CADILLAC — The southern half of the Cadillac Lofts site at the intersection of Mitchell and Cass streets is a bit of a mess right now.
Chunks of concrete, wooden pallets, steel wires and other debris are scattered across what used to be an Oleson’s grocery store and parking lot.
The old G and D Pizza Party Store building still remains, although it’s been vacant for so long that weeds have grown up through the pavement in front of the entrance and at this point stand a couple of feet tall.
On the northern side of the block, the difference couldn’t be more stark: the bustling four-story Cadillac Lofts building gleams in comparison to the shabby southern side, with tenants filling rooms in the upper three floors, and a Jimmy Johns sandwich shop doing brisk business on the bottom floor.
Adjacent to the Jimmy Johns, crews are in the midst of building out a Papa John’s pizzeria, which owners hope to have done by November. Space remains on the bottom floor for at least one more commercial tenant to set up shop.
Residential occupants began moving into the Cadillac Lofts in 2020 shortly after building construction was finished. Jimmy Johns also opened shortly after the building was finished.
Funding for the Lofts has come from a variety of sources, including a bank loan obtained by project developer Michigan Community Capital and state dollars. Local dollars are coming from a tax capture mechanism called a brownfield.
In the initial funding plan for the first phase of the project, the state agreed to cover $346,465 and the city agreed to cover $493,890, with the remaining costs of the project expected to be covered by a Community Development Block Grant award.
As a result of the city’s population no longer being considered at least 51% low/moderate income, however, the project no longer qualified for the Block Grant award.
In order to be deemed a low-to-moderate income community once again, the city had to hire a certified institution to conduct a survey of the community.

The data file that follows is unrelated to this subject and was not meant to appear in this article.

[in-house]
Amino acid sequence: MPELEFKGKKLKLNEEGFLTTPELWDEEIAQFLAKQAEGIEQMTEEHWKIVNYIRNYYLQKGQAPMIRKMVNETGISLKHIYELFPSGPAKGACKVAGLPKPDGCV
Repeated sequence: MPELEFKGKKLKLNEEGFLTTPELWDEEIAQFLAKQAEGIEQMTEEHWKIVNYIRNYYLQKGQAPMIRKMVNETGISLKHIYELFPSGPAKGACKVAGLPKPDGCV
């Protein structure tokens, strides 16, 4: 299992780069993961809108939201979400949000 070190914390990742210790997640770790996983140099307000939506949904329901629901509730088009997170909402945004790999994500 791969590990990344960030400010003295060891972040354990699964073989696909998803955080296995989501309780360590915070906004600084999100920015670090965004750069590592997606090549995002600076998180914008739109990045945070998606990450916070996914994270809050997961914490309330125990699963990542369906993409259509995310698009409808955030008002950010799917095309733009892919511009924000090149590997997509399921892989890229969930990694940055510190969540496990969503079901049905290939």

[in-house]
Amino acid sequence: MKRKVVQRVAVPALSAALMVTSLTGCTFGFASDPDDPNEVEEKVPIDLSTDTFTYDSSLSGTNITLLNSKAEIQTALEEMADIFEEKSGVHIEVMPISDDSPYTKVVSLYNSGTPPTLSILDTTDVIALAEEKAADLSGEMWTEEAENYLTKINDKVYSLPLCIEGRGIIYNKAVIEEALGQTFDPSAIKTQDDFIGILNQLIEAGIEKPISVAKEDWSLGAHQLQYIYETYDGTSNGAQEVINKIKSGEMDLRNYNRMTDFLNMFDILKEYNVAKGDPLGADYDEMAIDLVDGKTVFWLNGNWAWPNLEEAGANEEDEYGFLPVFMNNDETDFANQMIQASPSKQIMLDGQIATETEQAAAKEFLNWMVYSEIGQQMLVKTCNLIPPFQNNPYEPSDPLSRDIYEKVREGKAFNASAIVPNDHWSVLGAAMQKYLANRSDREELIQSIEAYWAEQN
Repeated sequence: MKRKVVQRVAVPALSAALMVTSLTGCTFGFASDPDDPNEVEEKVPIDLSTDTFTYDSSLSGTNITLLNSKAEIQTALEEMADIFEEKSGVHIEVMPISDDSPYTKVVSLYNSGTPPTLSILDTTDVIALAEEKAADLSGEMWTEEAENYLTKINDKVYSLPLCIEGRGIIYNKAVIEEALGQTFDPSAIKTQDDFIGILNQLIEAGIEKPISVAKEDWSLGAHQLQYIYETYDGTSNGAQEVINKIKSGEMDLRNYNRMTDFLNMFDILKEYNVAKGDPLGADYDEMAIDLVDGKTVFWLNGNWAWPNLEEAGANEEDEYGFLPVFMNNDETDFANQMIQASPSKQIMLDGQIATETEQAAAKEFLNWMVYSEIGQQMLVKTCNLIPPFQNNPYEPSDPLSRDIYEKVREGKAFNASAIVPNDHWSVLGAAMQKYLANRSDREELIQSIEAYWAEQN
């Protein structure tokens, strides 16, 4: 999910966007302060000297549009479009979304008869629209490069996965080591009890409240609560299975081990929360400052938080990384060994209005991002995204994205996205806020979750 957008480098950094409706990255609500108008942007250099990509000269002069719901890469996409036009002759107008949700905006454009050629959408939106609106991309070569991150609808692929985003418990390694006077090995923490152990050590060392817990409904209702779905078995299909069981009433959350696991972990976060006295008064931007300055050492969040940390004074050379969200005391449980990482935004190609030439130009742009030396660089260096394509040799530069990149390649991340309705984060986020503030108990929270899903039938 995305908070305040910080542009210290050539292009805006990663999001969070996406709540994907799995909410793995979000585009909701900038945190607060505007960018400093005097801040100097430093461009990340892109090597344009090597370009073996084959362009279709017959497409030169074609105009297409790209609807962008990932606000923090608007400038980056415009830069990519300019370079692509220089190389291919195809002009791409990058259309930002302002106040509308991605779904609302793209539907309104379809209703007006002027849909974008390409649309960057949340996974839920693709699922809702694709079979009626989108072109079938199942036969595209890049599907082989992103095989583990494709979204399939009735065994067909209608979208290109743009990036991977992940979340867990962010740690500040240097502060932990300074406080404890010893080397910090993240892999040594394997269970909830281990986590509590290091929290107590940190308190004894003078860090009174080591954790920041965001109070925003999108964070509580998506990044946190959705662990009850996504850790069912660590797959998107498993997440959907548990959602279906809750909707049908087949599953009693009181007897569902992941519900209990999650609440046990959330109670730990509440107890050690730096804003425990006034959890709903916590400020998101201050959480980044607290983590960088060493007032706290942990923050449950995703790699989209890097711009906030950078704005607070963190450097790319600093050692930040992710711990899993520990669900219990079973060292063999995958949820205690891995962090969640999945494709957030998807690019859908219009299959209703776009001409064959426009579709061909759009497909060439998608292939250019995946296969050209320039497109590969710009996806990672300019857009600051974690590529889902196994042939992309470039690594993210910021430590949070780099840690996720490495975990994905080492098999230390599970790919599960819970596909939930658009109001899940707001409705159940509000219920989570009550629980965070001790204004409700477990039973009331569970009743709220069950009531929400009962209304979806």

The survey couldn’t be done last year, however, because of the COVID-19 pandemic and as a result the city council had to approve a brownfield plan to pay for $913,067 in infrastructure improvements around the block.
Through the brownfield plan, taxes collected on the property above its original taxable rate (before the Lofts was built) are used solely to pay for project costs over the next 21 years.
“It’s money that otherwise, neither one of us would have had access to,” City Manager Marcus Peccia told the Cadillac News at the time the brownfield plan was finalized by the Michigan Economic Development Corporation’s Michigan Strategic Fund Board.
In February, council agreed to hire Lake Superior State University to conduct the income study and after the results came back this summer, the city was deemed once again to be considered low-to-moderate income.
Peccia said with the city once again in the low-to-moderate income category, they may be eligible for grant funding to help them cover some costs associated with the second phase of the Cadillac Lofts project, which entails demolition of the G and D building and construction of another L-shaped building on the south end of the block.
“We will be looking to utilize that program to help fund infrastructure work and any other costs that are eligible,” Peccia said.
The extent of infrastructure work on the second phase of the project will be similar to the first phase, Peccia said, including updating streetscape, sidewalk and lighting features on Chapin Street and adding parking spaces along the block.
The costs associated with the second phase, however, might be higher than the first due to material supply chain disruptions and labor shortages in the construction industry brought on by the COVID pandemic.
“The world has changed,” Peccia said.
The last he heard from developers, Peccia said the plan was to demolish the G and D building and begin sitework before the end of this year.
Dean DeKryger, project engineer with The DK Design Group, said that is his understanding, as well, and added that actual construction of the second four-story building is slotted to begin in mid-summer of 2022.
The Cadillac News reached out to Michigan Community Capital for additional details of the plan moving forward but did not hear back by press time.